How Much Would You Pay For These?????

Hank Mobley Jazz VinylWhilst I was away there was some email, as usual, so let me get to some of that as long as I am catching up. Clifford sent me a note under the subject “1568 Comedy Watch,” with the accompanying text: “I don’t know if people are getting bored with these, but I still find 1568 auctions fairly amusing/interesting.” Attached was this link to Hank Mobley, Blue Note 1568. The auction as over and the final price was $960. Was it a copy you would actually put on your turntable? Not me. The record was listed in G+ condition. Was it a record you’d be proud to display on your shelves? Not really. The cover was in VG- condition with water damage and small seam split. Was it a record you’d spend $960 on, so you could say you own a copy of the rarest of the rare Blue Notes? Clearly, there was at least one buyer who would say amen to that. It was funny seeing this email from Clifford, because just a few minutes later I got a separate email from Mike with the same link and the following question: “I wondered if you or your readership would be willing to part with US$960 for BN1568 in this condition? Speaking for myself,the answer is “no thanks.” While it would be presumptive for me to speak for the readership here at Jazz Collector, I would suggest that the answer is a resounding “No” for the vast majority, but it is certainly possible that the winning bidder for this record is here amongst us, although not necessarily anxious to step forward.

This note came in from Michael with the subject: “Quiet Kenny at 2700.” The text said: “I know for a fact that this copy sold for 2700. A dealer friend of mine sold it.” Here’s the record in question: Kenny Dorham, Quiet Kenny, New Jazz 8225. This was an original purple label pressing in M- condition for the record and the cover. It was sold to the best offer, which we now know was $2,700. Michael — were you surprised? I’m not. Not for a copy of that record in that condition. Of course, I sold a copy in that condition 35 years ago. By now you all know the old refrain. I bought a boat, the boat sank, I’ve never had my hands on Quiet Kenny again.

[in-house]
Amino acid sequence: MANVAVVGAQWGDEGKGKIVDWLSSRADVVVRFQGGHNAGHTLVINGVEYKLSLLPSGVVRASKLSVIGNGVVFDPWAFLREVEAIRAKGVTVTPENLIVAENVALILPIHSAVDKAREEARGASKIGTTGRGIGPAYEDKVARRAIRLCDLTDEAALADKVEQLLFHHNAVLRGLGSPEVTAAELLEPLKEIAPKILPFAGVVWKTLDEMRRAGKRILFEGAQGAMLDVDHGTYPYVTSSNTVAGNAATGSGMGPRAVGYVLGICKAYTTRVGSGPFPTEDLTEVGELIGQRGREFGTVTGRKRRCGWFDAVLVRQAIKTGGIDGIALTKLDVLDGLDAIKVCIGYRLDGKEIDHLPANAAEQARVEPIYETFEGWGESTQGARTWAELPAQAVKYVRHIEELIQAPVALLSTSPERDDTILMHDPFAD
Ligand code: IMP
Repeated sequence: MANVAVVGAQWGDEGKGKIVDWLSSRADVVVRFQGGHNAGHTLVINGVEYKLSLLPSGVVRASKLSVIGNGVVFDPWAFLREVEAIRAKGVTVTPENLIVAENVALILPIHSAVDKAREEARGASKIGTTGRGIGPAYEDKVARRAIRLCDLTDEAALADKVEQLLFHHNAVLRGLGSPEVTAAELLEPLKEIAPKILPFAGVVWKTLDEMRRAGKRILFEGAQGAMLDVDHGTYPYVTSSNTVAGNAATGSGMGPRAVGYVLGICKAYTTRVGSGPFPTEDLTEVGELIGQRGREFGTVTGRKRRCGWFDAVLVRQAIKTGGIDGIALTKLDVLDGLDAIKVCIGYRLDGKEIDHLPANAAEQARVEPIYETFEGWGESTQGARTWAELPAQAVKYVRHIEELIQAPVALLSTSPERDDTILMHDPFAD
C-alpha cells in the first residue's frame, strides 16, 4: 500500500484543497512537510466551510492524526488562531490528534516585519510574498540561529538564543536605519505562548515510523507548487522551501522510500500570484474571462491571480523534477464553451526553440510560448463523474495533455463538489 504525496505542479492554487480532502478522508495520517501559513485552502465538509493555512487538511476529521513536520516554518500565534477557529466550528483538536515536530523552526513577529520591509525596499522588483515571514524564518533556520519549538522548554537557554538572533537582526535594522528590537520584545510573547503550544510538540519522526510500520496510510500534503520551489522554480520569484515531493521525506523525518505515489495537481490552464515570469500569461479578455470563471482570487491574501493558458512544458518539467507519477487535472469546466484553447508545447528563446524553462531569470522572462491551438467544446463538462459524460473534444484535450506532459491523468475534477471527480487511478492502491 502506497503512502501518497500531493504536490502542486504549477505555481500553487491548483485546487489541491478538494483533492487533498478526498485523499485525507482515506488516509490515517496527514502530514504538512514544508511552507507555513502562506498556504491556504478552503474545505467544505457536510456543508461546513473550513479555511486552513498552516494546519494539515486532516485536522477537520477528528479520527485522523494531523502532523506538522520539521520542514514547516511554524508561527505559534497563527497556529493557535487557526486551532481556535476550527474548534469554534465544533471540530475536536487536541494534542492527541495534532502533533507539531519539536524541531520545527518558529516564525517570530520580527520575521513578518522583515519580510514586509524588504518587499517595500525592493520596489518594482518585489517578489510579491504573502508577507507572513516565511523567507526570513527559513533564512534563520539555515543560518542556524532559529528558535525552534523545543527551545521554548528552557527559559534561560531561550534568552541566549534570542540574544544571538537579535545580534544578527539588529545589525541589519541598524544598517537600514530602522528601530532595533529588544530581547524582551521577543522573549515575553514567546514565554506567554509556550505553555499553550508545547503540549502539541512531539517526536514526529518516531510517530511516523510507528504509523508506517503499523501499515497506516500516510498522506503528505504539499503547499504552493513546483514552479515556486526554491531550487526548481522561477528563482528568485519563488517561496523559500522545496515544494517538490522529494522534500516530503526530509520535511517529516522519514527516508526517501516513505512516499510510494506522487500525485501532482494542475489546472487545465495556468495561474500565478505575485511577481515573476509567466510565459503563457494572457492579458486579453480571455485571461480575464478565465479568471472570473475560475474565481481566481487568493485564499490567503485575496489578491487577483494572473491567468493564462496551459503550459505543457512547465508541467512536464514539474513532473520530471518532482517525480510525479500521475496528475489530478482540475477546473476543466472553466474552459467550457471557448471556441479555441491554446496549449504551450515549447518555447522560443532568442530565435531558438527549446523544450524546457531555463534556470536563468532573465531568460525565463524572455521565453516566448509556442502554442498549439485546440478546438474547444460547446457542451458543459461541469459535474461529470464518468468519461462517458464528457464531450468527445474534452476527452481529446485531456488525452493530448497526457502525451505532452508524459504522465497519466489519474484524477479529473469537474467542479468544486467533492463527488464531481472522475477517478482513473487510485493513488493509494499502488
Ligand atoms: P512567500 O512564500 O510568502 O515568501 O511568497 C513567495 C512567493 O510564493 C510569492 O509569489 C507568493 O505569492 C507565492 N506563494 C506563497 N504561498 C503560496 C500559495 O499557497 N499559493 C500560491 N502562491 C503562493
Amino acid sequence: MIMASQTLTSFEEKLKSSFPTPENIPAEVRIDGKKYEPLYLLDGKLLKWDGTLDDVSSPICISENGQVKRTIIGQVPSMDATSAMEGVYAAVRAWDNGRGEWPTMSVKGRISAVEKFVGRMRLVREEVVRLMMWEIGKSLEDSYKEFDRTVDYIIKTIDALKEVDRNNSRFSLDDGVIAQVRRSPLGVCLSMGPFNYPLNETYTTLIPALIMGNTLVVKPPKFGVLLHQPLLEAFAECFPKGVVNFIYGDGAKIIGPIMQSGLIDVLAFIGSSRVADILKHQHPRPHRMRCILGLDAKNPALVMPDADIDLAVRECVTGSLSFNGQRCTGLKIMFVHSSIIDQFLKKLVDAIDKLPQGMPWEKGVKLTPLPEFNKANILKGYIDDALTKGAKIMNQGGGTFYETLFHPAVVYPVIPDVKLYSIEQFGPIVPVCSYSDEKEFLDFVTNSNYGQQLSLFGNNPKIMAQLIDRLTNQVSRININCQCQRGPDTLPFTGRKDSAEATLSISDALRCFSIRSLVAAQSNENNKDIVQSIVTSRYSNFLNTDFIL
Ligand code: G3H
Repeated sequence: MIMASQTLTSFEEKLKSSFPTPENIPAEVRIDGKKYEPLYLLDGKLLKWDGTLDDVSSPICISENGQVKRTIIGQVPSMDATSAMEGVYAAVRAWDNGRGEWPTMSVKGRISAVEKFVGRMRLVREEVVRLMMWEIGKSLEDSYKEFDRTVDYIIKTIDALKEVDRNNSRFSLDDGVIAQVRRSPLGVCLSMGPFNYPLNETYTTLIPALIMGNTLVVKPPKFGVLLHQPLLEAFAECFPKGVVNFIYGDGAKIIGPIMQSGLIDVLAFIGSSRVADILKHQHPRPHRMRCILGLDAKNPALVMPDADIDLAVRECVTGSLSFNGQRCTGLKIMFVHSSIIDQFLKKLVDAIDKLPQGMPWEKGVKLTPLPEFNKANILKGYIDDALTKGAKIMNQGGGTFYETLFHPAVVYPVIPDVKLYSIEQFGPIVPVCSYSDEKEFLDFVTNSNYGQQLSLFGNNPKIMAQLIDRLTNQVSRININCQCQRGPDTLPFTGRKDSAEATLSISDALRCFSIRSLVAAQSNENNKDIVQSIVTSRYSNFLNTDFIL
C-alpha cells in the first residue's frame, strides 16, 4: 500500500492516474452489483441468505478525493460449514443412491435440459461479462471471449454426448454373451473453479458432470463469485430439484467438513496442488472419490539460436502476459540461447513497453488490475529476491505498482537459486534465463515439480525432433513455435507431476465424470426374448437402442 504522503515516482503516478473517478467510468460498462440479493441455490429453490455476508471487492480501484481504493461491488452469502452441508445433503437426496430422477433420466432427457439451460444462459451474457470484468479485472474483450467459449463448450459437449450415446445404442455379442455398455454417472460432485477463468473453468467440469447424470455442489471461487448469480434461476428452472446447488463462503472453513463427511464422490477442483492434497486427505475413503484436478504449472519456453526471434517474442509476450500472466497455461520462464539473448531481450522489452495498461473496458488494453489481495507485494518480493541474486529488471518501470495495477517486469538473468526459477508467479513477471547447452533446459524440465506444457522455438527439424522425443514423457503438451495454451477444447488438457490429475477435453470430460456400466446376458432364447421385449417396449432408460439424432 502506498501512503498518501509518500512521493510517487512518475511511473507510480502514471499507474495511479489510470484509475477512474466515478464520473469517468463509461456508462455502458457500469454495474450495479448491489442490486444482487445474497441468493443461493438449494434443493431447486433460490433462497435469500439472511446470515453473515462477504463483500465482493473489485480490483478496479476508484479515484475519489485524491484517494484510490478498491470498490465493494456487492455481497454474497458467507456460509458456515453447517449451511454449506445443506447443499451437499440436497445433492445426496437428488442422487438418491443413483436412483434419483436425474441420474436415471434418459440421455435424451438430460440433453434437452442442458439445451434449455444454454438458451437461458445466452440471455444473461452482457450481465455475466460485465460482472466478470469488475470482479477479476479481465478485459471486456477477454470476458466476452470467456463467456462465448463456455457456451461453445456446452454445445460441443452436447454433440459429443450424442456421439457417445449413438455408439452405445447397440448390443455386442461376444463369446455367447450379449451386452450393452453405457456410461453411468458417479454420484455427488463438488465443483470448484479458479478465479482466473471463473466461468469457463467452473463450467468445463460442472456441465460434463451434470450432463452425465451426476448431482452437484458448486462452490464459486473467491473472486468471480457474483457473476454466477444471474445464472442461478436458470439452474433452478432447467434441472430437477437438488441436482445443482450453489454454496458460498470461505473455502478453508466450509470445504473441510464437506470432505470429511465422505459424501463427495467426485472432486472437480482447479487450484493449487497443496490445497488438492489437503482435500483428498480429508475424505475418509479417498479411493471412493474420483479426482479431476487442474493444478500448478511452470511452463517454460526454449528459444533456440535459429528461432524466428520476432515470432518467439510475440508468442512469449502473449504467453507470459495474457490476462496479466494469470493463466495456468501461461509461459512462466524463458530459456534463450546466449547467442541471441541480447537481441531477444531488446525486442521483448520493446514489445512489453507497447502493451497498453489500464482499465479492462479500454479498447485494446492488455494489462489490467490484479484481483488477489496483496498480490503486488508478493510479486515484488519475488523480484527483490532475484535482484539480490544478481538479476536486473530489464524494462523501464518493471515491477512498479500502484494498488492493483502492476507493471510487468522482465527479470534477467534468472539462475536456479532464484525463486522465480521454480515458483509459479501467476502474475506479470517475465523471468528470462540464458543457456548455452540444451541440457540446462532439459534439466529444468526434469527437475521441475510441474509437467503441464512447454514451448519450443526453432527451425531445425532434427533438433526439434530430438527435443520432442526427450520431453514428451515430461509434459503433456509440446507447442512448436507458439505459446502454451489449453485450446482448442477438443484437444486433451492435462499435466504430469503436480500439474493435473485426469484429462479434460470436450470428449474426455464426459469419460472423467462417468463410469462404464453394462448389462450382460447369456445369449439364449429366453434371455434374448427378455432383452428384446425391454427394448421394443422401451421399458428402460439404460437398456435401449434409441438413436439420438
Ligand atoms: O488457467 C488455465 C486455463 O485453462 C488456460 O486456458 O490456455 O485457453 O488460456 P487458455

Finally, this note came in from Jason under the subject: “A real goldmine.” The text was: “Thought you’d find this funny. A used jazz price guide priced higher than many of the LPs inside. Think I’ll sell my copy and buy a Blue Note.” I can’t copy the entire note, but it shows a listing from Amazon of the “Goldmine Jazz Album Price Guide, 2nd Edition by Neely, (2004) Paperback,” with a variety of listings. The prices, quite astoundingly, were: $595, $749, $764, $874. Does it sound like a joke. Well, check out this link and you’ll find one price at, tada, $1,452.71. Does anyone have any clue as to why this volume would command these kinds of prices????????????????????




  • There were 14 bidders on the Mobley. That’s quite a few bidders who wanted to buy an expensive G+ album….lol.

  • I buy original records but that being said, i buy records to listen to. While a g+ record might play without skipping and may have tolerable background noise, it is not worth the risk for that much money for me, especially from ebay. I buy vg+ or better only from ebay.

  • Has anyone seen this?

    How can the seller guarantee 100% original when address information is missing from the back? Even with the Prestige address, I’ve seen Status and Blue Label pressings in early covers. Is this Bob striking again?

  • More than likely a blue trident label on The Cats. I’ve had that pressing before in the same jacket that djuk has on offer here. It was clean and $10.

    G+ Mobley for nearly a grand is absurd. Normally I would pass on something like that but if I found it in the field for $15, you know I’d be psyched to sell it to overbidders on eBay…